The internet has become one of the most important utilities we use in our day to day lives. Whether it be accessing email, streaming services, message boards, news websites or social media. It’s had a great impact on society, but things are about to change for the worse.
Article 13, or the European Union’s Directive on Copyright in the Digital Single Market, is in the final stages of being passed through the European Parliament. At a glance of the title, the bill doesn’t seem too unreasonable. Creators deserve to get paid for their work and their work deserves to be protected, I agree with that- but that’s not the problem here.
The problem is that Article 13 is written in such a vague and narrow way that if implemented it will cancel out all content that isn’t solicitated by major corporations, effectively privatising the internet.
Material uploaded to the internet operates under two legal norms; Fair Use and Safe Harbour.
Fair Use effectively states that copyrighted material can be used by third parties so long as it’s for educational purposes, commentary, critique or parody. It’s a very inclusive standard that encompasses practically everything, from covers of popular songs to the creation of memes. So long as your content is not just a direct copy of that material, then it falls under fair use.
Safe Harbour effectively states that an internet service, such as YouTube, is not responsible for copyrighted material being uploaded. They are however responsible for removing said material as quickly as possible. YouTube will not be dealt with the penalties of a copyright strike, that will solely fall upon the YouTube creator that uploaded said content in the first place.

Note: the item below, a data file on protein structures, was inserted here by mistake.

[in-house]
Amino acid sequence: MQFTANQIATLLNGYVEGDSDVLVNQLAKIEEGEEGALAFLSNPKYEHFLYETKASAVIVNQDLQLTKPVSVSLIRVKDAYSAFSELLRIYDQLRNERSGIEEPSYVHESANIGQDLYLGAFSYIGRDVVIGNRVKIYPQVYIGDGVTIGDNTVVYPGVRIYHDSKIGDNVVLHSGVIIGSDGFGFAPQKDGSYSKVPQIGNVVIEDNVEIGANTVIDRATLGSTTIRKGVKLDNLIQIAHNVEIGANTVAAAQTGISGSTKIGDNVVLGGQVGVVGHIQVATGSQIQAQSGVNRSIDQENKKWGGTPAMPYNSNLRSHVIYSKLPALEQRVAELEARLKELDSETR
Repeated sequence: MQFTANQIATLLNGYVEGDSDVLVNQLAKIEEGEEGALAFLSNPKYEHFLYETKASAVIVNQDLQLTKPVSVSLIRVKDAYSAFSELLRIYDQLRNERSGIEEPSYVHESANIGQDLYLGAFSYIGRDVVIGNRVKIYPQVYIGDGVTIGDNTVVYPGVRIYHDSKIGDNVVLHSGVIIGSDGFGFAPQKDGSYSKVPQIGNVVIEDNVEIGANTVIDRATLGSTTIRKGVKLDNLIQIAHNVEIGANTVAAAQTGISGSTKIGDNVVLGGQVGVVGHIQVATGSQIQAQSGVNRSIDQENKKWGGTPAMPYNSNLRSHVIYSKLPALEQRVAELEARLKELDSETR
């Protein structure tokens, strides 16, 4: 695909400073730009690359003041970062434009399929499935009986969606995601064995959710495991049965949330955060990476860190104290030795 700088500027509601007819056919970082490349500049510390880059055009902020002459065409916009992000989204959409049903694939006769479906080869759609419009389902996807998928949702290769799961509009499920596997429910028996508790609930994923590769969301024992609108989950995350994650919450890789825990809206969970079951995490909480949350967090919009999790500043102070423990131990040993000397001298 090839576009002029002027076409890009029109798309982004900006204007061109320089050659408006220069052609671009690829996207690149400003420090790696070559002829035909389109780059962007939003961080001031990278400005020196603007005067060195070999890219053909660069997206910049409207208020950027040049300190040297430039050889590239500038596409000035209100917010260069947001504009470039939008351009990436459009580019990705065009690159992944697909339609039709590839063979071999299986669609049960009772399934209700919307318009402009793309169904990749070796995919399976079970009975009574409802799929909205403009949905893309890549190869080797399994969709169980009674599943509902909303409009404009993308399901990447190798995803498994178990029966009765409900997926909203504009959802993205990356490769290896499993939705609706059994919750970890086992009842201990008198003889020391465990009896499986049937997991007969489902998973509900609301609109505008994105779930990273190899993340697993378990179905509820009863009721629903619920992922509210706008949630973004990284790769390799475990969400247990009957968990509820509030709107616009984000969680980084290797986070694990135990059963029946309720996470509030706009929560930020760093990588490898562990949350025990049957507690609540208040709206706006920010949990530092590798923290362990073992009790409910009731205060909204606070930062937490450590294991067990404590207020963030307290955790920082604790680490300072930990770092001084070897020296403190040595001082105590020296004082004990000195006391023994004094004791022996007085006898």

An example of these two norms being applied would be the film review or film criticism channels prevalent on YouTube. The creators upload videos of varying quality discussing a film, of which they can include the poster of the film, snippet of the film and images of the film in the thumbnail. The use of this material in this way falls under Fair Use as it is a critique of the material, and nit just a direct copy of the material.
Safe Harbour would more or less concern illegal streams of copyrighted material, such as a Conor McGregor fight or a 24 hour live stream of Family Guy episodes. Fox can’t punish YouTube for harbouring this material. Instead what it can do is alert the site that it housing copyrighted material and from that point on it is YouTube’s responsibility to get rid of it.
These norms apply to every site, not just YouTube. Most sites have pretty good algorithms to detect copyrighted material and plagiarism. In fact, Facebook will prevent content from being uploaded at all if it violates their copyright infringement policy.